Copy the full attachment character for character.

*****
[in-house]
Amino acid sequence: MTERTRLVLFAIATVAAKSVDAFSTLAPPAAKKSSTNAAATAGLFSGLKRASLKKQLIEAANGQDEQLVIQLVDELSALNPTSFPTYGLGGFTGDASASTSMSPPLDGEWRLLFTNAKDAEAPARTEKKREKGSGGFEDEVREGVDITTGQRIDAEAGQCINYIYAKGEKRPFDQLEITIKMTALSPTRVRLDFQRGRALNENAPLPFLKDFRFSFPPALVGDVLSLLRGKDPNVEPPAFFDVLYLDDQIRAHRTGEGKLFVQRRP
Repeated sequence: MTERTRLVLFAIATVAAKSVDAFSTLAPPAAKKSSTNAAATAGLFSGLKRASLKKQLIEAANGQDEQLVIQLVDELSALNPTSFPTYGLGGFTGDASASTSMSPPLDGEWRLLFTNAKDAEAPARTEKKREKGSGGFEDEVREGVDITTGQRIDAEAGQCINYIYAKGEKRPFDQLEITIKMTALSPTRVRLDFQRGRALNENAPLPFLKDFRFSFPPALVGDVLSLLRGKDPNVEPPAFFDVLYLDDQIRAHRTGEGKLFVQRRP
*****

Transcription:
[in-house]
Amino acid sequence: MTERTRLVLFAIATVAAKSVDAFSTLAPPAAKKSSTNAAATAGLFSGLKRASLKKQLIEAANGQDEQLVIQLVDELSALNPTSFPTYGLGGFTGDASASTSMSPPLDGEWRLLFTNAKDAEAPARTEKKREKGSGGFEDEVREGVDITTGQRIDAEAGQCINYIYAKGEKRPFDQLEITIKMTALSPTRVRLDFQRGRALNENAPLPFLKDFRFSFPPALVGDVLSLLRGKDPNVEPPAFFDVLYLDDQIRAHRTGEGKLFVQRRP
Repeated sequence: MTERTRLVLFAIATVAAKSVDAFSTLAPPAAKKSSTNAAATAGLFSGLKRASLKKQLIEAANGQDEQLVIQLVDELSALNPTSFPTYGLGGFTGDASASTSMSPPLDGEWRLLFTNAKDAEAPARTEKKREKGSGGFEDEVREGVDITTGQRIDAEAGQCINYIYAKGEKRPFDQLEITIKMTALSPTRVRLDFQRGRALNENAPLPFLKDFRFSFPPALVGDVLSLLRGKDPNVEPPAFFDVLYLDDQIRAHRTGEGKLFVQRRP